Here’s what we do in Logan for Labor Day weekend: Put Up Our Chile. And yeah, we do some other stuff – there are garage sales throughout the Village to take advantage of the Ute Lake crowd, there are afternoons on the water, there are barbecues and dinners. But what we do most of all and what trumps other activities is putting up our chile.
It doesn’t just start with the putting up. The process starts about a week beforehand for those of who are lucky enough to be on Chris Flannagan’s speed dial. “Bunny, you want chiles again this year?,” Chris asks. “Of course,” I reply, “two (or three or four) bags of Big Jim Medium.”
Some years I vary on the type, but I’m always happiest with my Big Jim Mediums. So this year I say yes to two bags.
Then Chris, our Logan High Future Farmers of America (FFA) advisor, and a friend or two, take pickups and horse trailers to Hatch, where they load up burlap bags of chile (275 bags this year), which are then driven home to the parking lot next to the car wash. They take our FFA’s two chile roasters out of storage, and on Thursday night before Labor Day weekend, the roasting begins.
I could probably get my chile somewhere else, maybe for less than $35 a bag. But part of the fun is in the experience, the getting to write my check to those smiling FFA girls under that blue tent, getting to watch kids I know dump chile out of the roasters into the trash bags while I visit with my neighbors at the check-out table (I’m always taken back to the days when we had to do our chiles on the grill – the hours and hours of the adults standing around the grill while we waited for just one delicious chile to sprinkle with garlic salt and taste. . .).
Part of the magic is also getting to smell that amazing aroma of roasting chile throughout the Village of Logan for the entire weekend. Sometimes the aroma doesn’t last that long – in the past two years, they’ve run out before 10 a.m. on Saturday.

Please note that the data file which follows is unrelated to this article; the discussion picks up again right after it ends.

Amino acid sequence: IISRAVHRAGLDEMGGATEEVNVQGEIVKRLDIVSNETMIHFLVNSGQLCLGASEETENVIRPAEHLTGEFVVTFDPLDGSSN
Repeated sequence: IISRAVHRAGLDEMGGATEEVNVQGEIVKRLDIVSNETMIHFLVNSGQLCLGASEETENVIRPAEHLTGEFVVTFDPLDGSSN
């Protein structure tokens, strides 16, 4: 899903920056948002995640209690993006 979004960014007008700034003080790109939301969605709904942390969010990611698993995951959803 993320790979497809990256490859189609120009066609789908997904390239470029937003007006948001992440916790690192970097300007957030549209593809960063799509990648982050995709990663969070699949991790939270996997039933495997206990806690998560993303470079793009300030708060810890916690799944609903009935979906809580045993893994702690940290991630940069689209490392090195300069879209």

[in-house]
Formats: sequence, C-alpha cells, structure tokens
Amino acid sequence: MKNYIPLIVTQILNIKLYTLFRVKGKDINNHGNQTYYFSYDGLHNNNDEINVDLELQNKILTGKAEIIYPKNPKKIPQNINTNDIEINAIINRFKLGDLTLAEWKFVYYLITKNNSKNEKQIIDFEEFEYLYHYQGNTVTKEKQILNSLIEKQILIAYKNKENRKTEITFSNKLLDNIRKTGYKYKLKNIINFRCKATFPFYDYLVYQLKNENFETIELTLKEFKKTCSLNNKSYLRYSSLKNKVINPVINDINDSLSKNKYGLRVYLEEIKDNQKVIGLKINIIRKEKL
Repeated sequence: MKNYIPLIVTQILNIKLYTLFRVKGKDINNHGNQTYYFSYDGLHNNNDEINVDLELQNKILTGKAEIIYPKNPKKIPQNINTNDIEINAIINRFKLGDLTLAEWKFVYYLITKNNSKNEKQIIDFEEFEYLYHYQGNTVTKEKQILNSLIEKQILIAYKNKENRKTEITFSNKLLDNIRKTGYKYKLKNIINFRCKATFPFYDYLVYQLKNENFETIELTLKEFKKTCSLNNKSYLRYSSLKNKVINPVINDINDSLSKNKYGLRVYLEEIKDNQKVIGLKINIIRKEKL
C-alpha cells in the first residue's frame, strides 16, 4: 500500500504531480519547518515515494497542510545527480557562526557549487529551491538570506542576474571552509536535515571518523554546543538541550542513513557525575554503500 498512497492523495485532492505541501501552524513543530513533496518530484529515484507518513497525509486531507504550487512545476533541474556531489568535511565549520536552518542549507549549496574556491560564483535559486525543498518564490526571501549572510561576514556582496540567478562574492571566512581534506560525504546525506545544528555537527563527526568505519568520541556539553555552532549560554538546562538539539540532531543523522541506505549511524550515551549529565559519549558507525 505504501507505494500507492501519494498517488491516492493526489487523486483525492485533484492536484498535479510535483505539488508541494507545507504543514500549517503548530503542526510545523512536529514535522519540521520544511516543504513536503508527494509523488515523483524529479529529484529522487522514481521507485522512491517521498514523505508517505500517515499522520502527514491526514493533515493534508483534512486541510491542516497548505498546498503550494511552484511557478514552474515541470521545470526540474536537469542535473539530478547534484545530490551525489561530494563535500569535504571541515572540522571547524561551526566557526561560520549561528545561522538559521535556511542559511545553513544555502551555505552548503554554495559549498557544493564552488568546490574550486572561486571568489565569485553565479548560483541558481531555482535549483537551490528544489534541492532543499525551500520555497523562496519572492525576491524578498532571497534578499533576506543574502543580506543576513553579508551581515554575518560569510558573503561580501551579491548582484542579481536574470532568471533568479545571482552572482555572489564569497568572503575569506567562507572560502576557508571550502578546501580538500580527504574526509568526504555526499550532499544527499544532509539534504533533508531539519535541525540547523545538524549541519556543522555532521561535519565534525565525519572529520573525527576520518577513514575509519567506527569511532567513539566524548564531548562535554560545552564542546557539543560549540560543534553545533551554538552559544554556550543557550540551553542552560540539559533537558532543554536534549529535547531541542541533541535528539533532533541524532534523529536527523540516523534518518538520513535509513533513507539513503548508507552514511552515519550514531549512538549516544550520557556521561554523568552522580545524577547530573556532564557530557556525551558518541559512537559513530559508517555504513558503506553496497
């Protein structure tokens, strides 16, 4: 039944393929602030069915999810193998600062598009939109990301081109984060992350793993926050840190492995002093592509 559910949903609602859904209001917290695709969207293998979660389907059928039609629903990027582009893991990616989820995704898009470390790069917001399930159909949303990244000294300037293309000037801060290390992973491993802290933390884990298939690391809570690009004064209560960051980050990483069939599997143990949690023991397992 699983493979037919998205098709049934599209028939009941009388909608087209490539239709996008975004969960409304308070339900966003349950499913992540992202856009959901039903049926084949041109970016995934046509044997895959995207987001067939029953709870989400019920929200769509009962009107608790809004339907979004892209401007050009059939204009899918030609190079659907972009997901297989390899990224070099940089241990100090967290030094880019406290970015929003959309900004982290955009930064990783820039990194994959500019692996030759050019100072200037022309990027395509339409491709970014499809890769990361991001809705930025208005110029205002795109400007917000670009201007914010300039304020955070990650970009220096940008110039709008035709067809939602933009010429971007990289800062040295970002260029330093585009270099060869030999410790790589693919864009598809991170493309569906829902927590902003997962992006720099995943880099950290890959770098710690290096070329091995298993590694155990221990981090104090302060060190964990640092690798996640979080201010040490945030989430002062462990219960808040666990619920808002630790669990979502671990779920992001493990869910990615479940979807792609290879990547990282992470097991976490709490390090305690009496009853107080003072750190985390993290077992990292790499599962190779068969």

As my readers know, I love green chile. With a passion. I picked up my chile at 7:45 a.m. this morning. I’ve already taken my bags home and had pureed chile with garlic for lunch (just dipped it up with some jicama and then some tortilla chips). Now I get to go home and finish the process of peeling and bagging my 50 lbs of chile. It’s an annual ritual with it’s own brand of zen peacefulness. Sometimes I do it with friends, and sometimes Dave’s around to help. But what I love most is standing at my kitchen sink, looking at the lake, remembering all the countless years in the past when I’ve stood at a sink somewhere peeling chiles. All I can say is Thank God I live here in New Mexico. This is an annual ritual I never want to miss.
By the way, if you ask nicely and if he agrees, I’ll give you Flan’s phone number for advance ordering next year. It’s a real tragedy when they sell out before you get your bags purchased.
I’d love to hear your own chile ritual stories. Send me an e-mail at firstname.lastname@example.org and let me know how you celebrate chile season. Because, believe me, it’s worth celebrating!